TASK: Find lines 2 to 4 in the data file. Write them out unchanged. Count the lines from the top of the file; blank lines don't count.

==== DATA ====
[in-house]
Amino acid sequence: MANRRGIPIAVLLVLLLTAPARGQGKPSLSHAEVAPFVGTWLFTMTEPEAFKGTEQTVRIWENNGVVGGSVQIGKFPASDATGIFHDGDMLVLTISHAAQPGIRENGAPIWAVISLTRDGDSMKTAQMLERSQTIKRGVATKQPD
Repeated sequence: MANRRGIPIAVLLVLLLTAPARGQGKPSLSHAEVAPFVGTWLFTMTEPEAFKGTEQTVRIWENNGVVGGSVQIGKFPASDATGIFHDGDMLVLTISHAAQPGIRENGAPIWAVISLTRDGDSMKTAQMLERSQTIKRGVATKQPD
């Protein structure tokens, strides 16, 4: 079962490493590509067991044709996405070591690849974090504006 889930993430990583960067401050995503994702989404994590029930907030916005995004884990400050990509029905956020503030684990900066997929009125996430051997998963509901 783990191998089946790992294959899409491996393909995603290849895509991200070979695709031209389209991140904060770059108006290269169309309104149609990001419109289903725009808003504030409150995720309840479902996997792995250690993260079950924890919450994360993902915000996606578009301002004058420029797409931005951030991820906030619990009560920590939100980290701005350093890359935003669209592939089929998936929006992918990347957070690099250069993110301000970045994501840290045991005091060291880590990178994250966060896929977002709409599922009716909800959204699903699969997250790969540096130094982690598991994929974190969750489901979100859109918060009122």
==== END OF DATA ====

Amino acid sequence: MANRRGIPIAVLLVLLLTAPARGQGKPSLSHAEVAPFVGTWLFTMTEPEAFKGTEQTVRIWENNGVVGGSVQIGKFPASDATGIFHDGDMLVLTISHAAQPGIRENGAPIWAVISLTRDGDSMKTAQMLERSQTIKRGVATKQPD
Repeated sequence: MANRRGIPIAVLLVLLLTAPARGQGKPSLSHAEVAPFVGTWLFTMTEPEAFKGTEQTVRIWENNGVVGGSVQIGKFPASDATGIFHDGDMLVLTISHAAQPGIRENGAPIWAVISLTRDGDSMKTAQMLERSQTIKRGVATKQPD
């Protein structure tokens, strides 16, 4: 079962490493590509067991044709996405070591690849974090504006 889930993430990583960067401050995503994702989404994590029930907030916005995004884990400050990509029905956020503030684990900066997929009125996430051997998963509901 783990191998089946790992294959899409491996393909995603290849895509991200070979695709031209389209991140904060770059108006290269169309309104149609990001419109289903725009808003504030409150995720309840479902996997792995250690993260079950924890919450994360993902915000996606578009301002004058420029797409931005951030991820906030619990009560920590939100980290701005350093890359935003669209592939089929998936929006992918990347957070690099250069993110301000970045994501840290045991005091060291880590990178994250966060896929977002709409599922009716909800959204699903699969997250790969540096130094982690598991994929974190969750489901979100859109918060009122």